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EU exec unveils rules to speed up state aid plans

  European Union antitrust regulators unveiled simplified rules on Wednesday aimed at speeding up the approval process for state aid schemes after several EU countries branded Brussels guilty of foot-dragging.

The new rules “will benefit business by facilitating faster state aid decisions notably through earlier and better cooperation between member states and the (European) Commission,” EU Competition Commissioner Neelie Kroes said.

The so-called Best Practices Code details how state aid procedures should be carried out, in particular regarding the duration, transparency and predictability, the EU’s executive arm said in a statement.

It currently takes about six months on average to adopt a decision based on a preliminary investigation of measures proposed by countries and 20 months should the Commission start a formal probe.

The Commission, which polices state aid in the 27-nation EU and has given fast-track approval to more than 50 rescue schemes since last October, is due to vet in the coming months restructuring plans from a number of banks.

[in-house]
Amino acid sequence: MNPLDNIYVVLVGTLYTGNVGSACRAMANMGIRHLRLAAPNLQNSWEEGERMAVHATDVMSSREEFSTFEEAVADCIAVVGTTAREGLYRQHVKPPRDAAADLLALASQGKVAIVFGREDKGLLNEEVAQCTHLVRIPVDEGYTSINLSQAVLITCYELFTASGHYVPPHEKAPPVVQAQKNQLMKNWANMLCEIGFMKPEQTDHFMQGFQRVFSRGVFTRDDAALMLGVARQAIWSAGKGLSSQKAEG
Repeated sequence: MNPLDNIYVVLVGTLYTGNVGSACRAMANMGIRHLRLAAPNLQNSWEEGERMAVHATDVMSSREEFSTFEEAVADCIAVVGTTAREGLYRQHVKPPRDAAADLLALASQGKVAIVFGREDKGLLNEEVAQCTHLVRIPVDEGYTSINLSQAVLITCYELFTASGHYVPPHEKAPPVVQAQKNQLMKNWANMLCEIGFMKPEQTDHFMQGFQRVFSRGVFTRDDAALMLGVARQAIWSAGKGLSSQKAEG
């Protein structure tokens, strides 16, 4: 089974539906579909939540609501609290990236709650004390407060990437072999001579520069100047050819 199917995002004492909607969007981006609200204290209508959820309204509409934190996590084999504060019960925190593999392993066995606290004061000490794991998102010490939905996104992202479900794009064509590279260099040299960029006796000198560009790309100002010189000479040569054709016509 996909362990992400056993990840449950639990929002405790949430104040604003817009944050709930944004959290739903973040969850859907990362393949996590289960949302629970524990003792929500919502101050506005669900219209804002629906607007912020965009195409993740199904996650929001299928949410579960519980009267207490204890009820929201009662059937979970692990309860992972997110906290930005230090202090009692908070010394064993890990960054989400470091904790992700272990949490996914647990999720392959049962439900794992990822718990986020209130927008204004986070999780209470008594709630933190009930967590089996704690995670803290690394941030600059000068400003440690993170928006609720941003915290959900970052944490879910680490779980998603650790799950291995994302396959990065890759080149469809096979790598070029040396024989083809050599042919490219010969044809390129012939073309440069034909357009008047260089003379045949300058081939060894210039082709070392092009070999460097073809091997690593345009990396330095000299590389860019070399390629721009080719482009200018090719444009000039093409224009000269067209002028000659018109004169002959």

Earlier this month, German Finance Minister Peer Steinbrueck charged that EU foot-dragging was undermining confidence in the financial sector, adding that competition rules should not obstruct efforts by EU countries to stabilize their banks.

Criticism has also come from the European Central Bank over the Commission’s conditions for banks’ restructuring.

Axel Weber, a member of the ECB’s Governing Council and head of the German Bundesbank, said on April 22 that the Commission’s decisions on aid for banks undermined EU integration. In February, the Commission had a tug-of-war with France over the country’s rescue package for its struggling carmakers.

There could still be a rocky road ahead between Brussels and EU states seeking to rescue their companies as the Commission said its new initiatives would not apply to measures taken by countries due to the financial and economic crisis.

It said specific ad hoc internal procedures would continue to apply for such cases. (Reuters)